Weight loss vs fat loss - what's the difference? Are they the same? Well, not exactly! When someone says "I want to lose weight", what they likely mean is "I want to lose some body fat", right? But not all weight lost is 100% pure body fat. Let's dive into this a bit more...
Our total body weight has several components - body fat, lean body tissue, skeletal muscle, water, blood, etc. - so many elements make up how much we weigh. It's safe to say when someone begins dieting and exercising with the intention of losing weight, their primary goal is losing body fat. However, the weight we lose when we diet doesn't JUST come from body fat. Depending on several factors - like our protein intake, our training regimen, our age, our nutrition compliance, how steep of a calorie deficit we are in, etc. - it's very likely that we will lose weight in the form of water, lean body tissue in addition to body fat. So wait, can we increase our likelihood of losing as much body fat as possible, while minimizing the risk of losing lean body mass in the process? I'm glad you asked ;)
SHORT ANSWER YES, HERE'S HOW:
As we just talked about, it's very likely that when we diet, we lose weight in the form of water, lean body mass and body fat. When we diet, our protein requirements increase in order to help protect the loss of lean body tissue in the process of weight loss. Those additional protein requirements need to be met with protein compliance consumption (meaning if your protein goal is 140g/day while you're in a diet/fat loss phase, it's important for you to consistently adhere to consuming 140g/day) to minimize lean body mass loss. In general, I recommend consuming 0.73-1.0g protein per pound of bodyweight, though you can scale your target according to your profile and activity levels.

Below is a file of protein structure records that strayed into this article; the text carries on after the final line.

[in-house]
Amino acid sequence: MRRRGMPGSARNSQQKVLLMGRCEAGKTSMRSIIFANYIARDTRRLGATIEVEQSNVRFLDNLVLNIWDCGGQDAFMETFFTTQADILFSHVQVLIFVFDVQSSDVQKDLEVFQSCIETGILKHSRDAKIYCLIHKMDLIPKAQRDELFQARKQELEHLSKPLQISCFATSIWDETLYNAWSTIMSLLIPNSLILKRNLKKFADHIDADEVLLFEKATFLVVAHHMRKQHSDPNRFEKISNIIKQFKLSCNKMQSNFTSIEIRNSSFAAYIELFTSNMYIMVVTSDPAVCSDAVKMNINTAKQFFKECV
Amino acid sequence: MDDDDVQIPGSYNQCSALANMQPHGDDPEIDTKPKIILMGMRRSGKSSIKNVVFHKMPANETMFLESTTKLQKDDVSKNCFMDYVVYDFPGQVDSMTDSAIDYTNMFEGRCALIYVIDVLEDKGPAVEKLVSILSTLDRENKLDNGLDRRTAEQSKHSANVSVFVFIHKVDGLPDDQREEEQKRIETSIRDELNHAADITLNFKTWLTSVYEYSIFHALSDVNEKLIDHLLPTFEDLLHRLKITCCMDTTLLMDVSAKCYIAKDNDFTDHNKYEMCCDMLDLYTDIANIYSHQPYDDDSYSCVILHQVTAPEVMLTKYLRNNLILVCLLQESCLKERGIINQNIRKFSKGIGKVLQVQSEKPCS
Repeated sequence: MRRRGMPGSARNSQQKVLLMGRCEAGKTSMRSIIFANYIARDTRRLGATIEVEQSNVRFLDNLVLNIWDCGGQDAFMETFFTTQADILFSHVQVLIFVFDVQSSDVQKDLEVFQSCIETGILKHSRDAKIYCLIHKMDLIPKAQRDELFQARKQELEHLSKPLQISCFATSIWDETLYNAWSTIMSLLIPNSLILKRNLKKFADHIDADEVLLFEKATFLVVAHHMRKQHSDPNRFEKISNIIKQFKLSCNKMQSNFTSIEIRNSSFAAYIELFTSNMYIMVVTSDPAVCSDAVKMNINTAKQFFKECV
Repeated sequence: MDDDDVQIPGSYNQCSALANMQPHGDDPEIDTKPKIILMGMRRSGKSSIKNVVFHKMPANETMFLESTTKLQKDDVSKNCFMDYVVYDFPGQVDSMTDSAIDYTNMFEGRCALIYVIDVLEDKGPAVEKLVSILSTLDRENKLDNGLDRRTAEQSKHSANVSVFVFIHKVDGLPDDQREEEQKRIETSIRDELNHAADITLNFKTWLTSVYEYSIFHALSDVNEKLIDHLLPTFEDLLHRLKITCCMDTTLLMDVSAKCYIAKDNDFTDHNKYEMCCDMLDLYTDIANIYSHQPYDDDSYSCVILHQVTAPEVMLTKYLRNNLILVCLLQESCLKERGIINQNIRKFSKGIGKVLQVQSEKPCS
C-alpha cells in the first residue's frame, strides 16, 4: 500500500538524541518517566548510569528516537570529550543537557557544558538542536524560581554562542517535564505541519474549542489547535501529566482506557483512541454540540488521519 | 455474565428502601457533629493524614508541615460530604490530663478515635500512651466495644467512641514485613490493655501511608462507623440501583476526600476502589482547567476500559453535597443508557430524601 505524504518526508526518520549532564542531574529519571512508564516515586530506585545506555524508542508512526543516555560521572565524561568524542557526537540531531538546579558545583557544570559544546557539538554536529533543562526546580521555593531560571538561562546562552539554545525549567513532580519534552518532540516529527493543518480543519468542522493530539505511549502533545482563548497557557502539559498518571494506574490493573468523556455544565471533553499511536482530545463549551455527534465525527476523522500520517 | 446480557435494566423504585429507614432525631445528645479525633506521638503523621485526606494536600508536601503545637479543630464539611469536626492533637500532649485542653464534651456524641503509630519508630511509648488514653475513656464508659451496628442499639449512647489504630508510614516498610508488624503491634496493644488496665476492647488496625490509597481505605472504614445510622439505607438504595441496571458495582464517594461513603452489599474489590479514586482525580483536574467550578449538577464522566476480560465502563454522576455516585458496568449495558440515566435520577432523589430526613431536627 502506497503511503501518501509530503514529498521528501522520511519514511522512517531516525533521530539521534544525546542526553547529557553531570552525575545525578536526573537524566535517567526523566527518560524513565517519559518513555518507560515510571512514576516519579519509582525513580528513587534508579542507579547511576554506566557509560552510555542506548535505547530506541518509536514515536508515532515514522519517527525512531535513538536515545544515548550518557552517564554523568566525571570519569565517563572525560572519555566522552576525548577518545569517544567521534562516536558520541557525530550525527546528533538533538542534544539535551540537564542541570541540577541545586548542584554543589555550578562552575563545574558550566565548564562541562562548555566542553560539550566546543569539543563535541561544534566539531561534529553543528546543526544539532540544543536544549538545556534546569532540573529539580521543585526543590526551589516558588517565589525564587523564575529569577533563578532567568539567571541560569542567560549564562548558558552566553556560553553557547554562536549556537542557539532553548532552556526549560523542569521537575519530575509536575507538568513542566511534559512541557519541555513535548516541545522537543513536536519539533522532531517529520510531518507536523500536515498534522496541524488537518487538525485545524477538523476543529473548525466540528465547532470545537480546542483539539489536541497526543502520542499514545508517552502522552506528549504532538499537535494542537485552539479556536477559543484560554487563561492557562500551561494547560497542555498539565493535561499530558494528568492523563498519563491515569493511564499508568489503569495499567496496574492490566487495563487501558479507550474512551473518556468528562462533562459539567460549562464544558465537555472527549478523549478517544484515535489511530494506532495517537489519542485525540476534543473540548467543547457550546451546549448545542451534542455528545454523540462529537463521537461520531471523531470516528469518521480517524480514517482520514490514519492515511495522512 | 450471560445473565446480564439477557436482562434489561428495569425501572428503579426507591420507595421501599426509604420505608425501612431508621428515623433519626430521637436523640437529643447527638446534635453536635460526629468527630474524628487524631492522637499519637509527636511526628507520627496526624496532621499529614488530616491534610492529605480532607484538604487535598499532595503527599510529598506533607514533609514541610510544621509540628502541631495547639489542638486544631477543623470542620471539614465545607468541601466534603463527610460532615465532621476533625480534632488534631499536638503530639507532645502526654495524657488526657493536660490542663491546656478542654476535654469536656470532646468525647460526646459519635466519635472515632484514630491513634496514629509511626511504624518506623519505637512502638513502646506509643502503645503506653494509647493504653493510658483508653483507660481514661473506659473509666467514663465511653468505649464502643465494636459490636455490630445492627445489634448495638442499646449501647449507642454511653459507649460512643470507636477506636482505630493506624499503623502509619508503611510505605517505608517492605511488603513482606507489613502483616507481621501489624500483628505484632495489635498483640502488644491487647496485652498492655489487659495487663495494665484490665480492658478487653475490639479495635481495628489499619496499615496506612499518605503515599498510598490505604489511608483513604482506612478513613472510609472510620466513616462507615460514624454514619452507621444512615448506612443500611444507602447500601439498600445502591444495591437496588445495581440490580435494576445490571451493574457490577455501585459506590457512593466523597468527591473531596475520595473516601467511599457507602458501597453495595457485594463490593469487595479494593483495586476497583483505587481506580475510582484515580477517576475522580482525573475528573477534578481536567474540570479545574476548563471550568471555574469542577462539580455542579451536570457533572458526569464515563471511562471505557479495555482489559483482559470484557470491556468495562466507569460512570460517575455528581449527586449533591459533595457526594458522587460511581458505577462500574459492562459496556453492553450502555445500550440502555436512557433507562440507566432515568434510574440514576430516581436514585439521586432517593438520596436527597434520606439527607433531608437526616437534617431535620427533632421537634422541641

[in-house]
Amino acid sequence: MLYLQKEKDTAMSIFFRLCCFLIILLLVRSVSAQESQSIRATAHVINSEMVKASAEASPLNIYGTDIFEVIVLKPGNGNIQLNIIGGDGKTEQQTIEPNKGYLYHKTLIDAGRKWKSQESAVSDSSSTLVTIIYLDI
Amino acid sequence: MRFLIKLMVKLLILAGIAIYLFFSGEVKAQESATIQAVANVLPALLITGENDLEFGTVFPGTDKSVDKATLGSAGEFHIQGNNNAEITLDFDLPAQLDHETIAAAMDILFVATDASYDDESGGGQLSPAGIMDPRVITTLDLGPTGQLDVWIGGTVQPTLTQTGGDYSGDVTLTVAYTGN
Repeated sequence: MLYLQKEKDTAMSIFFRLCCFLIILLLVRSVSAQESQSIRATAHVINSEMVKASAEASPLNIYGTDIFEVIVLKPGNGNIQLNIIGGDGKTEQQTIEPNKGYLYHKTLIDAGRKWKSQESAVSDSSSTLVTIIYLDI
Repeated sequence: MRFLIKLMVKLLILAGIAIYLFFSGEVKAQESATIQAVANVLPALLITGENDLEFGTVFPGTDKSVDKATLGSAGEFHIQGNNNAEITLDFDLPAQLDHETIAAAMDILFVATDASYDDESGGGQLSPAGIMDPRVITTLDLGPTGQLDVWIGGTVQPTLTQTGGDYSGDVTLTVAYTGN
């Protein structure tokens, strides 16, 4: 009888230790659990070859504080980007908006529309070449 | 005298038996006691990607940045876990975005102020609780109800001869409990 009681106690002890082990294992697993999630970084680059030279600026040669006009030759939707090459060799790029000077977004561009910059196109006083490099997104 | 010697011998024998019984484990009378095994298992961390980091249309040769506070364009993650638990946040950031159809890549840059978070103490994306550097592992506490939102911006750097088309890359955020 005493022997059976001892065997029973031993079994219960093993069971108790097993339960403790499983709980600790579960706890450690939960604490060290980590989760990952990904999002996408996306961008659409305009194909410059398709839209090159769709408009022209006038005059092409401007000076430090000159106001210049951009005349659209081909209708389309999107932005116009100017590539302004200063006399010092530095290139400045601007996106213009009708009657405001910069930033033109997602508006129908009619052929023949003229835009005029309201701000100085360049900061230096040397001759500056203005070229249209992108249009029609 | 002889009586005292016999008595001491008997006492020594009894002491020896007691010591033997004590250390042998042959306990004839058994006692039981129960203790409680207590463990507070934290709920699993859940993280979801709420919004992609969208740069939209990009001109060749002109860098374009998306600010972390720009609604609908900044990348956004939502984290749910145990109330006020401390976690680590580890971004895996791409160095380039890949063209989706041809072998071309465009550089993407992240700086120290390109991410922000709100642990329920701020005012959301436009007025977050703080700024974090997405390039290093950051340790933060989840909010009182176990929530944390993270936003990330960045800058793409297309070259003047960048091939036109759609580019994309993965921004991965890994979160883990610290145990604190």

Another factor that determines the overall distribution of weight loss is your actual rate of loss. Losing weight too fast is a real thing; a not-so-great thing at that. Beginning a fat loss phase on such low calories will not only leave you feeling lethargic, hungry, grumpy and just plain miserable, but the immediate drastic slash of calories can also increase the likelihood of losing lean body mass - which again, we don't want. Start with a conservative calorie deficit - you can always slowly decrease from there when your weight loss stalls.
One important factor that is sometimes overlooked when you're wanting to lose weight, is your exercise regimen. While you can absolutely lose weight without exercise by just eating in a calorie deficit, if your goal is to lose as much body fat relative to overall weight loss, then you should absolutely be incorporating a strength training or resistance training program. By incorporating resistance training, you not only strengthen your bones and begin to feel strong, you will be far more likely to retain and possibly even build muscle, instead of losing some of it when you diet.
If you'd like more detailed and specific dieting advice, I recommend checking out my personalized macro calculation or my hands-on coaching and training program, the Forever Fit Formula. If you're looking for an accountability group full of like-minded women to help support you & motivate you, I'd love to invite you to our women's only private community, which you can join right here!